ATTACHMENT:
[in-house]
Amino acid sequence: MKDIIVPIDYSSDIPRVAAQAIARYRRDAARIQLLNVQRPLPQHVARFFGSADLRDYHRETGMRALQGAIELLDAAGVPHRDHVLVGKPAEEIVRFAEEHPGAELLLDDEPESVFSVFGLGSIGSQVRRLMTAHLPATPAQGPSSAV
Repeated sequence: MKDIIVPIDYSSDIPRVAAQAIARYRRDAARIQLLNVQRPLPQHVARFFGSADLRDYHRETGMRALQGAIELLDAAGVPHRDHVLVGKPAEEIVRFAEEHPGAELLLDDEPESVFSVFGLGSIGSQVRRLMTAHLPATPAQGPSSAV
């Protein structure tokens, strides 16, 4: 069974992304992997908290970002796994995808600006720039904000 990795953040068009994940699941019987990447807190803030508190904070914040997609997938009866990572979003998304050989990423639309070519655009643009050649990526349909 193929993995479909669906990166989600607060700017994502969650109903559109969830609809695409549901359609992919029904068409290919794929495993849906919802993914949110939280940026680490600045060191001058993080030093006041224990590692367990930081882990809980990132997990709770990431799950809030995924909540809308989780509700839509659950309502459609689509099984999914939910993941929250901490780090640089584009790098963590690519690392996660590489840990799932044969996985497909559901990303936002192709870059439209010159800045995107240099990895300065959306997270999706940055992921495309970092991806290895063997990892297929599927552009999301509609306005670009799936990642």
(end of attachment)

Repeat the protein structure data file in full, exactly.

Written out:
[in-house]
Amino acid sequence: MKDIIVPIDYSSDIPRVAAQAIARYRRDAARIQLLNVQRPLPQHVARFFGSADLRDYHRETGMRALQGAIELLDAAGVPHRDHVLVGKPAEEIVRFAEEHPGAELLLDDEPESVFSVFGLGSIGSQVRRLMTAHLPATPAQGPSSAV
Repeated sequence: MKDIIVPIDYSSDIPRVAAQAIARYRRDAARIQLLNVQRPLPQHVARFFGSADLRDYHRETGMRALQGAIELLDAAGVPHRDHVLVGKPAEEIVRFAEEHPGAELLLDDEPESVFSVFGLGSIGSQVRRLMTAHLPATPAQGPSSAV
């Protein structure tokens, strides 16, 4: 069974992304992997908290970002796994995808600006720039904000 990795953040068009994940699941019987990447807190803030508190904070914040997609997938009866990572979003998304050989990423639309070519655009643009050649990526349909 193929993995479909669906990166989600607060700017994502969650109903559109969830609809695409549901359609992919029904068409290919794929495993849906919802993914949110939280940026680490600045060191001058993080030093006041224990590692367990930081882990809980990132997990709770990431799950809030995924909540809308989780509700839509659950309502459609689509099984999914939910993941929250901490780090640089584009790098963590690519690392996660590489840990799932044969996985497909559901990303936002192709870059439209010159800045995107240099990895300065959306997270999706940055992921495309970092991806290895063997990892297929599927552009999301509609306005670009799936990642």